Friday, 9 May 2014

Case study 5 Coping with disaster: Victorian Bushfire 2009

The 2009 Victorian bushfires also known as the black Saturday bushfires were a series of bushfires that ignited on the 7th of February 2009. These bushfires killed 173 people and injured around 414 people, over 3500 structures destroyed mainly houses with over 4billion dollars’ worth of damages.  

This day was a perfect day for bushfires with the temperature peaking in Melbourne at 46.4deggrees (C) and 48.8 degrees (C) and over 115 km/h wind combined to make some of the worst bushfire weather in Australian history. The Australian institute of meteorology predicted these conditions well before they happened they and preparations were made warnings were given the fireman were ready to fight the blaze and still 173 people died.

The towns of Kinglake, Marysville, Narbethong, Strathewen and Flowerdale were completely destroyed well many others were severely damaged. Although this is extremely tragic planning can go a long way to making sure that something like this won’t happen again. In September 2009 a royal commission into the Victorian bushfires was called and policy improvements were recommended and there was a strong focus on buying back properties in extreme danger areas, wide fire barriers and clearings around roads and property’s.

other recommendations where more back burning, fire trails, higher fire safety standards for properties (including retrofitting heritage properties), more fire access roads and improving communications as fire tore through telephone lines and towers and communications where lost better communications facilities are needed and more resilient from fire. Another focus was on vulnerable demographics almost 50% of people who died where over 70 or under 12 more has to be done to protect these vulnerable members of the community such as making aged care and child care facilities more fire resistant and in non-fire prone areas.

Thursday, 8 May 2014

Case study 3 Planning for adaptation: Batemans Bay

Batemans bay is a town growing fast and has many issues and problems to consider which are unique to settlements on the coast. Batemans bay currently has a population of around 16,000 people which is expected to increase by around 40% to 23,000 by 2031. Batemans bay has an ageing and elderly population with 22% of the population over 65 and this expected to increase over the next 20 years Batemans bay being a desirable retirement destination for members of Canberra and surrounding areas. For this reason Eurobodalla Shire Council have brought in an ageing-in-place strategy to provide planning directions and controls that support easy-maintenance homes for seniors that are located close to shops and other services.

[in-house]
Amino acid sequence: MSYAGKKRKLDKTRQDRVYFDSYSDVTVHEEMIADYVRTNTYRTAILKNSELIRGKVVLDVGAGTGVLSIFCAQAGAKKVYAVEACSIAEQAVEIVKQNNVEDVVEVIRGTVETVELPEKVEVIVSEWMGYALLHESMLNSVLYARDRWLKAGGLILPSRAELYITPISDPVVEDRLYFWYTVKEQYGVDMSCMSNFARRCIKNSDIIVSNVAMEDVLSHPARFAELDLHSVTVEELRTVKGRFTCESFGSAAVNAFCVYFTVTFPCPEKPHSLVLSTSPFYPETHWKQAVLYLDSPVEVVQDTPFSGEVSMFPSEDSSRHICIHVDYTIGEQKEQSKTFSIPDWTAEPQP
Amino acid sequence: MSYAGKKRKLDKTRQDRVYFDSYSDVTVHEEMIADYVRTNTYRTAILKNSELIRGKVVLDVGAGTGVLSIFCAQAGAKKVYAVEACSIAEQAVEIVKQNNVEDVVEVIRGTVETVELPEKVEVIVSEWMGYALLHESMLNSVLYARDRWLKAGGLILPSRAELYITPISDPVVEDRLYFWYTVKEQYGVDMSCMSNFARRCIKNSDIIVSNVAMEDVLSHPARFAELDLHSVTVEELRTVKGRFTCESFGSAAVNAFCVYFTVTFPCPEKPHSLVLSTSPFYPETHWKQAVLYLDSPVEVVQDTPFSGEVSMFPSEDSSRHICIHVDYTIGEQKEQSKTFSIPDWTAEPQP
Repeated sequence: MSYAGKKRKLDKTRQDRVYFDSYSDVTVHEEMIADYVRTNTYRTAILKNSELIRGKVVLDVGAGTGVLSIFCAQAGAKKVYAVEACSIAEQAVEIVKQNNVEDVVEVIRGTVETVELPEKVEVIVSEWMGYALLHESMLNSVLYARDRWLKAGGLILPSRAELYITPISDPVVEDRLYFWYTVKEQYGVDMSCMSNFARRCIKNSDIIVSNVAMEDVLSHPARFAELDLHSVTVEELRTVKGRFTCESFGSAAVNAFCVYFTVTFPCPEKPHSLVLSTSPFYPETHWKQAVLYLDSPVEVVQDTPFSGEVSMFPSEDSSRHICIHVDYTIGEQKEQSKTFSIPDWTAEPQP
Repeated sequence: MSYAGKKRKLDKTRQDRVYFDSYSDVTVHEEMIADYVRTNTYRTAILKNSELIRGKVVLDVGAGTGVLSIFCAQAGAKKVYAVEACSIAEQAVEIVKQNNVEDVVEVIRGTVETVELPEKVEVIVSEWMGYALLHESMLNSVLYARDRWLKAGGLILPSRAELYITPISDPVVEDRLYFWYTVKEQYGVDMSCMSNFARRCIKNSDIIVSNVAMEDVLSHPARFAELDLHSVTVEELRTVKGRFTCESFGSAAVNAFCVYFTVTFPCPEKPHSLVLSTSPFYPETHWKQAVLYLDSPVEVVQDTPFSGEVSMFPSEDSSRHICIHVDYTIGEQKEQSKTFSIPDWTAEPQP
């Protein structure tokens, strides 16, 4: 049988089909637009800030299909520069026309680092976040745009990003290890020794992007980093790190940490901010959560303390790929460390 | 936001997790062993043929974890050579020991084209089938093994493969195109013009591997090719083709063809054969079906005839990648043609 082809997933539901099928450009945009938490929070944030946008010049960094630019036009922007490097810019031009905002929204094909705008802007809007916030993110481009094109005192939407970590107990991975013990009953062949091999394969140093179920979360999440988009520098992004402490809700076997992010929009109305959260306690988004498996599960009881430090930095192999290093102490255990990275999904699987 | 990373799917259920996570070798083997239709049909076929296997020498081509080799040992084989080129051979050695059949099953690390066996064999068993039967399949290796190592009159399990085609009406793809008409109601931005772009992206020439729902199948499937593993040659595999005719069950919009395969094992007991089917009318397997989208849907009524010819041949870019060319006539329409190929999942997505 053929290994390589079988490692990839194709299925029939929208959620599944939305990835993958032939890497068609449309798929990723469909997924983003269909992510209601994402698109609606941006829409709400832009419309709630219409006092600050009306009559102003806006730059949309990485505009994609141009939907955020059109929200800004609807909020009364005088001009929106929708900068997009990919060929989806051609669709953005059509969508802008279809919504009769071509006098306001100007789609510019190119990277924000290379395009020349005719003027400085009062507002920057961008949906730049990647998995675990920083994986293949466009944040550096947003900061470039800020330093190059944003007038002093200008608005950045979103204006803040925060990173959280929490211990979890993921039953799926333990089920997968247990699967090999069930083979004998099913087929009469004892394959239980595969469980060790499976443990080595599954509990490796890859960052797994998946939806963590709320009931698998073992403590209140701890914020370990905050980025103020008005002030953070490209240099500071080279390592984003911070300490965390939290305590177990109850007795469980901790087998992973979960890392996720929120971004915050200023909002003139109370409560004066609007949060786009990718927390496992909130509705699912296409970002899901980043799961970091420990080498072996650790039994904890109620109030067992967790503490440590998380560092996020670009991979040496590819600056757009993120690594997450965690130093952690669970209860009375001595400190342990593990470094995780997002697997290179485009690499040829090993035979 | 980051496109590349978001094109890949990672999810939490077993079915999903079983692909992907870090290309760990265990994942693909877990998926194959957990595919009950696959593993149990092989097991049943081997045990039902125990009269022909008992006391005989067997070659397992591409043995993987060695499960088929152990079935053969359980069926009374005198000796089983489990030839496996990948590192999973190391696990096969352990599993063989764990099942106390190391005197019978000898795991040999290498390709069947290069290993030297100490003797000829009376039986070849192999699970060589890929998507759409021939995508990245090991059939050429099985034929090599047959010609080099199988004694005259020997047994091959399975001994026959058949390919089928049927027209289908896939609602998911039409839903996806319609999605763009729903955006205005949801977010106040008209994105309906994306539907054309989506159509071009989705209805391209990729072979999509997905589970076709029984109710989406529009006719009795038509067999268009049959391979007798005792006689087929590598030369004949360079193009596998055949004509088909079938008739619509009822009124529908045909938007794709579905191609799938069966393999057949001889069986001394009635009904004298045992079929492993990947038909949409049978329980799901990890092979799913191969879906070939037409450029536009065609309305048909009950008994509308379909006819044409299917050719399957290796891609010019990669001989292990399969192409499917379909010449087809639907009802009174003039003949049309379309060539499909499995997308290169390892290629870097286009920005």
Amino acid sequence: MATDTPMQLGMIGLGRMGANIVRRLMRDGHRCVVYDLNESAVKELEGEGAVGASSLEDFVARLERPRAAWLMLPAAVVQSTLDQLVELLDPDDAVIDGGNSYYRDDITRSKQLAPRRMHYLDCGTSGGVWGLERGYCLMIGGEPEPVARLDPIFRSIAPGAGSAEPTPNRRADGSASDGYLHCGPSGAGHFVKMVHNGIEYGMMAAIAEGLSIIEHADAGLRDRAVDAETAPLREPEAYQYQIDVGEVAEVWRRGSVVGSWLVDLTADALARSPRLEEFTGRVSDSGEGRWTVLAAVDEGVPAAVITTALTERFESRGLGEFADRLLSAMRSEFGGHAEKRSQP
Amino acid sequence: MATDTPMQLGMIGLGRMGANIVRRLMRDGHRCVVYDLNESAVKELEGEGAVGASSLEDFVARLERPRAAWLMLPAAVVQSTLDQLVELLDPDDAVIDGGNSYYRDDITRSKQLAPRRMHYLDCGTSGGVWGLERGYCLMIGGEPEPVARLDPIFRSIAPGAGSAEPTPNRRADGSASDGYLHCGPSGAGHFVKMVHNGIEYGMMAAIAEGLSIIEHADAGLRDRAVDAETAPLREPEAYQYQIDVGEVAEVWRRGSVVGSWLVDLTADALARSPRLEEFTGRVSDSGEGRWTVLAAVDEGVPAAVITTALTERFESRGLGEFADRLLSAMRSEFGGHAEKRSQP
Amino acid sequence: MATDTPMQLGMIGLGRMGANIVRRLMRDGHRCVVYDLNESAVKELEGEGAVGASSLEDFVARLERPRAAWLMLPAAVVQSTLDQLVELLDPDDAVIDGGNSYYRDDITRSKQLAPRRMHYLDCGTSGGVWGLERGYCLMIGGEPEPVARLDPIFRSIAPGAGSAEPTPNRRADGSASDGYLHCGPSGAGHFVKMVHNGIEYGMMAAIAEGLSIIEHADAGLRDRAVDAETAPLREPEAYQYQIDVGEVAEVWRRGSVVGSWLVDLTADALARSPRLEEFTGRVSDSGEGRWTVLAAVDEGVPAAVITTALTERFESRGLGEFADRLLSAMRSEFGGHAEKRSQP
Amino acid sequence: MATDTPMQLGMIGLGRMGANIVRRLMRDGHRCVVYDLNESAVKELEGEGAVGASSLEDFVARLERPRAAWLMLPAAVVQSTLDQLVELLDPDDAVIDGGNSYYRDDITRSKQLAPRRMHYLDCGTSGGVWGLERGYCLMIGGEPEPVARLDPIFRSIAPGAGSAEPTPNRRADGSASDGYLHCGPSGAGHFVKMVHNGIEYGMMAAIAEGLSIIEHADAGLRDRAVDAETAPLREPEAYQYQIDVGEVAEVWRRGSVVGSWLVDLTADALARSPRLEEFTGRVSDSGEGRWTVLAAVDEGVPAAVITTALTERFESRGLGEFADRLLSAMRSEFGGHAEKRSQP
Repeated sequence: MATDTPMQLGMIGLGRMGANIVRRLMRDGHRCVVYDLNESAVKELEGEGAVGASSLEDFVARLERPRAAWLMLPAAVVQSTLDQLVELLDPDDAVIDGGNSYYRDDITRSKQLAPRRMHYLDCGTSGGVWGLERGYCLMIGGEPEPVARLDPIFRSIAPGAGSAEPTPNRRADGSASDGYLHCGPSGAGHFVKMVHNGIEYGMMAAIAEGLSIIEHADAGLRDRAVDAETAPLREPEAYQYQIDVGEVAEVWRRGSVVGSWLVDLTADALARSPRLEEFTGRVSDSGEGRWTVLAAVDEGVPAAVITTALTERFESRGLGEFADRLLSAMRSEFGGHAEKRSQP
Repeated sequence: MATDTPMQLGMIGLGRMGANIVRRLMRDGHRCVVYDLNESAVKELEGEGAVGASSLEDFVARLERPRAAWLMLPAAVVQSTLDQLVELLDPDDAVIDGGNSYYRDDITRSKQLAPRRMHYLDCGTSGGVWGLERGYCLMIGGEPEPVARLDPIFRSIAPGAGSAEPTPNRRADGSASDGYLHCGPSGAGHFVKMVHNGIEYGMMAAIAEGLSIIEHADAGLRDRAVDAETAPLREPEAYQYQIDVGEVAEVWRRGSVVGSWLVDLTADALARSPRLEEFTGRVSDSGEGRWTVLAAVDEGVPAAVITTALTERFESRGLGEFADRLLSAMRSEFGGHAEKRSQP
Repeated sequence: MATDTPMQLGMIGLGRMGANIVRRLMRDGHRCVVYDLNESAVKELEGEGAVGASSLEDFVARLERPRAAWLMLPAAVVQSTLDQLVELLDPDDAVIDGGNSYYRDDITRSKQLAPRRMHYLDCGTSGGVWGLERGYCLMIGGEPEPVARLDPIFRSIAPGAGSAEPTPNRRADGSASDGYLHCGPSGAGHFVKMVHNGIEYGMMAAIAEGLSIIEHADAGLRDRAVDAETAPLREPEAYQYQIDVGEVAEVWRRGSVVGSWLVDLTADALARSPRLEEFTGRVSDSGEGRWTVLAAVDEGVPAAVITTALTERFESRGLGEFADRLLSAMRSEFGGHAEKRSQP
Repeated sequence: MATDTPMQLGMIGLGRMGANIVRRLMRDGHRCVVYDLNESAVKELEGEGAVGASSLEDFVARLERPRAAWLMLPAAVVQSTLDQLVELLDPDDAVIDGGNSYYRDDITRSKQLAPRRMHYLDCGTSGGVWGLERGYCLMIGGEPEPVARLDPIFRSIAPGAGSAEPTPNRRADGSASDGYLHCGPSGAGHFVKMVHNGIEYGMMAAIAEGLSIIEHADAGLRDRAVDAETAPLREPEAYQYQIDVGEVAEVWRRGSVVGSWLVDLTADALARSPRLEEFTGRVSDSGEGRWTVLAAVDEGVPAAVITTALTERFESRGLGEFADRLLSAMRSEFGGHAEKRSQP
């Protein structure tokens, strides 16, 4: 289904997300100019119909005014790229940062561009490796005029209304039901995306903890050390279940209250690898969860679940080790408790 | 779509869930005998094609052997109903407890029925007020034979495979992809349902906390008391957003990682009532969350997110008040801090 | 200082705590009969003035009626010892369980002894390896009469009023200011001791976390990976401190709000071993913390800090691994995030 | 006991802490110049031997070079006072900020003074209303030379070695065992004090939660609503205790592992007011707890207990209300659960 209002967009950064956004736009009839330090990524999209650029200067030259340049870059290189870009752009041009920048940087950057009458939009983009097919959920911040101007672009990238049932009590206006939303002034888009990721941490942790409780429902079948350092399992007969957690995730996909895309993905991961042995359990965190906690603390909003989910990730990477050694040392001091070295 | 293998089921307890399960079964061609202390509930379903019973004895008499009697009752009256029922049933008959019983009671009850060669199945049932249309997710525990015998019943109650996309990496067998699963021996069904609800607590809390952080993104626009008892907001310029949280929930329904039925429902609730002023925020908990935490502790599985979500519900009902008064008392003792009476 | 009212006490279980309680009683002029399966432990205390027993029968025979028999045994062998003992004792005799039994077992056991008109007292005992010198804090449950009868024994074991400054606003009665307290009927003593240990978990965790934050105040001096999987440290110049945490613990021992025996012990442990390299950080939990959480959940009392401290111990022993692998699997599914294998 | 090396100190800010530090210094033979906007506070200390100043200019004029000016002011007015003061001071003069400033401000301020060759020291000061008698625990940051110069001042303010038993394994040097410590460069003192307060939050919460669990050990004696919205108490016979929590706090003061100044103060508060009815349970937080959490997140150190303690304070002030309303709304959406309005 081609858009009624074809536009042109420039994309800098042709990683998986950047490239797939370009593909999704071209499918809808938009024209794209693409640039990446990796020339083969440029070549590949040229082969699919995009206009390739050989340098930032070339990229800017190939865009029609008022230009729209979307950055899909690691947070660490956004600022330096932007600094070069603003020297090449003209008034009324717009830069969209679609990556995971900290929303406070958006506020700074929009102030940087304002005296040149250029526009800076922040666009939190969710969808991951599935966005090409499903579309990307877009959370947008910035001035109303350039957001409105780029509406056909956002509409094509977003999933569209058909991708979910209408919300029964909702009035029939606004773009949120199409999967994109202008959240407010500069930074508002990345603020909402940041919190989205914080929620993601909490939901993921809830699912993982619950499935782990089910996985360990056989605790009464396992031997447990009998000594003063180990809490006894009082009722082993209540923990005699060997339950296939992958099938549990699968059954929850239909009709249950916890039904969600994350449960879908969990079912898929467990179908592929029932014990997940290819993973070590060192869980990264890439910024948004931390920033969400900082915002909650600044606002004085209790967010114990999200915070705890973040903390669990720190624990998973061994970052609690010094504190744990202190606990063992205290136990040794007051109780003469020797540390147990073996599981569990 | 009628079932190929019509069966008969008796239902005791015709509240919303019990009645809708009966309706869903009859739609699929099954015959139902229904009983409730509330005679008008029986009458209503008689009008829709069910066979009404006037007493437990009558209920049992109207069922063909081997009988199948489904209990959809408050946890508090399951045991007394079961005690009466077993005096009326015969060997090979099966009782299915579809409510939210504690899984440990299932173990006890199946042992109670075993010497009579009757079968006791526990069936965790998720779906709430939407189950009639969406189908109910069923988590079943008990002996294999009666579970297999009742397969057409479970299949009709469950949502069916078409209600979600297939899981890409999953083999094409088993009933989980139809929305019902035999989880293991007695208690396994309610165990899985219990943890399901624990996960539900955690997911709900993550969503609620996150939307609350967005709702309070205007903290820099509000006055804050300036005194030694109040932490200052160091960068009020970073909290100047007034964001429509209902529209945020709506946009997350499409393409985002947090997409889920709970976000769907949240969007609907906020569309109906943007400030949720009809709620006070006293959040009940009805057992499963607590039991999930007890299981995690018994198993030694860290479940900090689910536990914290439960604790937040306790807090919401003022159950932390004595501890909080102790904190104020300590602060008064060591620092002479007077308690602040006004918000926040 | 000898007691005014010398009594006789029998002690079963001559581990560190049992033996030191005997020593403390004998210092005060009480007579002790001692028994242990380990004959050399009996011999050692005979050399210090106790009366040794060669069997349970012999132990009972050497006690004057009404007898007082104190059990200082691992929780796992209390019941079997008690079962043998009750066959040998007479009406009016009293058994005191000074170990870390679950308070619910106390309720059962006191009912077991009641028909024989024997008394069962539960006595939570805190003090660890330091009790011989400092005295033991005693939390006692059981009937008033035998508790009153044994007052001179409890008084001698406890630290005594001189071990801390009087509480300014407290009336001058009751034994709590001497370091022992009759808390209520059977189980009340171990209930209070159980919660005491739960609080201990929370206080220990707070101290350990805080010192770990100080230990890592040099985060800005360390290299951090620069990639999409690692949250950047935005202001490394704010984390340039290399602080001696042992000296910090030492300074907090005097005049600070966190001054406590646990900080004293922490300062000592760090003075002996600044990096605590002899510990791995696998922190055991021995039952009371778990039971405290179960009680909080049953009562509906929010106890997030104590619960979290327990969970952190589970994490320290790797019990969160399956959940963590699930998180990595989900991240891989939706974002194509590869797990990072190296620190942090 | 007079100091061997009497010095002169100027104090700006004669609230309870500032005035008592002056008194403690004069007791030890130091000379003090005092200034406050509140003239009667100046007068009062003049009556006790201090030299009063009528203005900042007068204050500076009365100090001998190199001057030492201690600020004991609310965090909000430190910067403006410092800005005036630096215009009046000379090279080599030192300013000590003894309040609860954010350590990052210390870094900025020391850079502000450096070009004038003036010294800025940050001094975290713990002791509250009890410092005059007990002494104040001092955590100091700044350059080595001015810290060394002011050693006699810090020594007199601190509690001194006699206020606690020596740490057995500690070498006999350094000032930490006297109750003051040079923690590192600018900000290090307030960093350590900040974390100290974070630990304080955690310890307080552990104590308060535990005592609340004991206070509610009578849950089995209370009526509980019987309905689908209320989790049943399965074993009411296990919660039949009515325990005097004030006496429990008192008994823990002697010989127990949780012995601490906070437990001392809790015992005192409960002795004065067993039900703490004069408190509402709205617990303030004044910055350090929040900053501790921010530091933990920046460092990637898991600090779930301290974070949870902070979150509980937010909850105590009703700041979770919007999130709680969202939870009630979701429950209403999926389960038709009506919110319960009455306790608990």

Batemans Bay
The growth of Batemans Bay will be achieved through a combination of Greenfield, urban renewal and infill projects. Two areas were considered for greenfield development both north of Batemans bay CBD; one in Batemans bay north and the other near Maloney’s beach after much deliberation and studies the north Batemans bay site was found to be the best area for greenfield development and Maloney’s beach should not be used until after the north Batemans bay sit.
new growth areas
Although these Greenfield areas could accommodate Batemans bays population increase this would not be ideal for Batemans bay infill will be needed in central areas to keep the population especially elderly population close to services. Environmental issues also need to be thought about when planning anywhere but a costal environment is especially venerable.
elderly infill housing Batemans Bay
Sea level rise is a serious issue that needs to be planned for with the sea rising an average of 3mm per year, king tides and heavy rainfall also make flooding a more recent event, planning needs to consider this and leave barriers and clearings from the ocean and rivers. If planned well this could save millions of dollars’ worth of damages in the future also Batemans bay being regional and surrounded by bush land and only with one major access road bush fires are a serious issue which can be managed via back burning fire breaks and fire barriers/clearings especially around roads and fire routes.